Arctic Cat's 700 Diesel gets 30 percent better fuel economy and lower emissions than a gasoline ATV.
In late 2007, a group of ATV riders discovered an unusual set of footprints near the Arizona border in Kane County, Utah. The tracks, numbering in the thousands, were the fossilized imprints of 190-million-year-old dinosaurs, ranging from bird-sized raptors to 35-foot vegetarians. Local ATV clubs and natural resource committees agreed to cordon off the area, and the dinosaur experts were brought in.
Sadly, most ATV riders are better known for the environmental damage their vehicles cause than scientific discoveries. And while environmental groups have made ATVs their enemy for years, a new breed of cleaner and greener ATV is emerging that may change the four-wheeler's reputation.
All-terrain vehicles â€” a subset of recreational four-wheeled off-road vehicles sometimes called "quads" â€” have become increasingly popular with farmers, ranchers, firefighters, land management specialists and forest rangers. According to the Specialty Vehicle Institute of America, there are over 7 million ATVs in the U.S., with 856,000 of them sold in 2006 alone. But with high gas prices, a changing world climate, and rising complaints from conservation groups, the ATV may be ripe for reinvention.
The Return of the Diesel
Sportsmen, farmers and off-road enthusiasts all love their ATVs, but diesels have been hard items to find over the years. As the U.S. auto market starts to see more cars and light trucks with efficient and tough diesel engines under the hood, the ATV market could be following suit.
Kubota and Kawasaki now both make diesel four-wheelers geared toward utility applications such as farms and commercial fleets. Arctic Cat, one of the leading American makers of all-terrain vehicles, also makes its 700 model with a twin-cylinder diesel. In bringing the four-wheel-drive 700 to market, Arctic Cat distinguished itself by running factory tests with biodiesel, a renewable diesel substitute made from vegetable oil.
Arctic Cat tested the ATV with a 20-percent biodiesel blend (B20) and was very pleased. Ole Tweet, vice president of new product development, told CarJunky.com that his company was " . . . very impressed with B20. The blend burns cleaner than conventional diesel, producing fewer carbon dioxide emissions and lower levels of hydrocarbons, carbon monoxide and particulates." Arctic Cat also loves the idea of making a vehicle that can run on fuel produced by some of its best customers: farmers.
ATVs Go Shoeless
Out in California, an upstart called Barefoot Motors is trying to push the boundaries of what clean ATVs are all about. Max Scheder and Melissa Brandao, both veterans of the electric car company ZAP, are building the world's first "earth utility vehicle." They call it simply the Model One.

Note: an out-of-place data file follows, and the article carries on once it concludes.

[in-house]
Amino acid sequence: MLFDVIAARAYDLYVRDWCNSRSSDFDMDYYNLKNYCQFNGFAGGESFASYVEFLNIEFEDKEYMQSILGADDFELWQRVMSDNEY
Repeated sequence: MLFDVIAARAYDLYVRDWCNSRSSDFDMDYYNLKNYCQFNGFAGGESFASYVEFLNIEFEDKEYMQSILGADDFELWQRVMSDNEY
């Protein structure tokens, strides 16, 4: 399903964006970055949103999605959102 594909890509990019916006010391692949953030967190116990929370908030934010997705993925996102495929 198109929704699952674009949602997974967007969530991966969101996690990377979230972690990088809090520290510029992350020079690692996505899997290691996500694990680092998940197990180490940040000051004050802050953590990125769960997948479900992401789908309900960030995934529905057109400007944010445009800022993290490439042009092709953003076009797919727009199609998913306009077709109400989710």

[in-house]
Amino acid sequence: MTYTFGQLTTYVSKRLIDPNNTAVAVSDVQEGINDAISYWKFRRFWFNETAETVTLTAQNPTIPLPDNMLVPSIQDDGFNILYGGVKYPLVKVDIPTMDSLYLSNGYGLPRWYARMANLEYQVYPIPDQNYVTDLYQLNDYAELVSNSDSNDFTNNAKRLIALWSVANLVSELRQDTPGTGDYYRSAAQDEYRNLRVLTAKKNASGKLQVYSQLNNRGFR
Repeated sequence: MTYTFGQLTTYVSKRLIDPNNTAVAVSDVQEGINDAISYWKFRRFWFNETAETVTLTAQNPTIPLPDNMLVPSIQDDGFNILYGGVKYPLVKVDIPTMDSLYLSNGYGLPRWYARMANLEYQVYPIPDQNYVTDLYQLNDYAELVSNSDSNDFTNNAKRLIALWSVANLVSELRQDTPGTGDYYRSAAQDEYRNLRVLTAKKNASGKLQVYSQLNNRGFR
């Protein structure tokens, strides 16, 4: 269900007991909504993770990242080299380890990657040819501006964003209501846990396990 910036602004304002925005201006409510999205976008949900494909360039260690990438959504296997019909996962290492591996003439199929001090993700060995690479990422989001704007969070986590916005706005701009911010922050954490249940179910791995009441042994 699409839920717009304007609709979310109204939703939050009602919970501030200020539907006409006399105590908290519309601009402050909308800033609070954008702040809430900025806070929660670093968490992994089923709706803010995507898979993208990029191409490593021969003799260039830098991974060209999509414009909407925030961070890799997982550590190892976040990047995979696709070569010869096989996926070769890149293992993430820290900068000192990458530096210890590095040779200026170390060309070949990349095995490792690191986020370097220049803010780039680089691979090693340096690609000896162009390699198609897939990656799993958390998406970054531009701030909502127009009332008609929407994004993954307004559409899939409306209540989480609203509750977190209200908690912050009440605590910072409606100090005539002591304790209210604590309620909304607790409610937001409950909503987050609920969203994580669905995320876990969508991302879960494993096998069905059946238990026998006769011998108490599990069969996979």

There are a smattering of sporty and light-duty electric ATVs on the market from companies such as ZAP and EVS, but nobody has yet confidently stepped into the heavy-duty arena. The vehicle that Scheder and Brandao have created is no toy. "We're building a workhorse for industrial applications," Brandao says, and the Model One has the muscle to prove it. With a 1,000-pound towing capacity, it is powerful enough to compete with the burliest ATV.
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Gas-powered ATVs get relatively high fuel economy, but their two- and four-stroke engines produce emissions that are far dirtier than your average car. The Model One has no internal combustion engine whatsoever, which means no tailpipe and no exhaust. According to Barefoot Motors, replacing a gas-powered ATV with an electric one is the equivalent to taking four cars off the road.
An electrical outlet is all that's needed to fuel up the Model One's lithium-ion battery pack. Based on preliminary tests, the Model One can put in about two hours of heavy use per charge. It is also about 100 pounds lighter than a comparable gasoline model, is more evenly balanced, and does away with vibration and heat issues. It's also virtually silent â€” a feature that could appeal to farmers, nature enthusiasts, or hunters on the prowl.
Michael Lock, the CEO of Ducati North America and one of Barefoot's advisors, recently test-drove the electric prototype and gave it very high marks. "He was thrilled," Brandao said.
Now on sale in California, the Model One will have a cost premium compared to fuel-burning models. But according to Scheder, charging an electric ATV with power from the grid, rather than paying $3.00 a gallon for gasoline, could save owners $1,000 a year. For farmers and others who make their own electricity with solar panels or methane digesters, the Barefoot entrepreneurs hope to see them fueling their electric ATVs for free.
Biodiesel fuel and lithium batteries can cut back on greenhouse gasses and fossil fuel dependence, but they won't get rid of rutted trails, soil erosion, and disrupted habitats. Scheder and Brandao know this, and they are realistic about the fact that a cleaner ATV does not make a perfect one. But they are cautiously optimistic that cleaner technologies will encourage responsible behavior.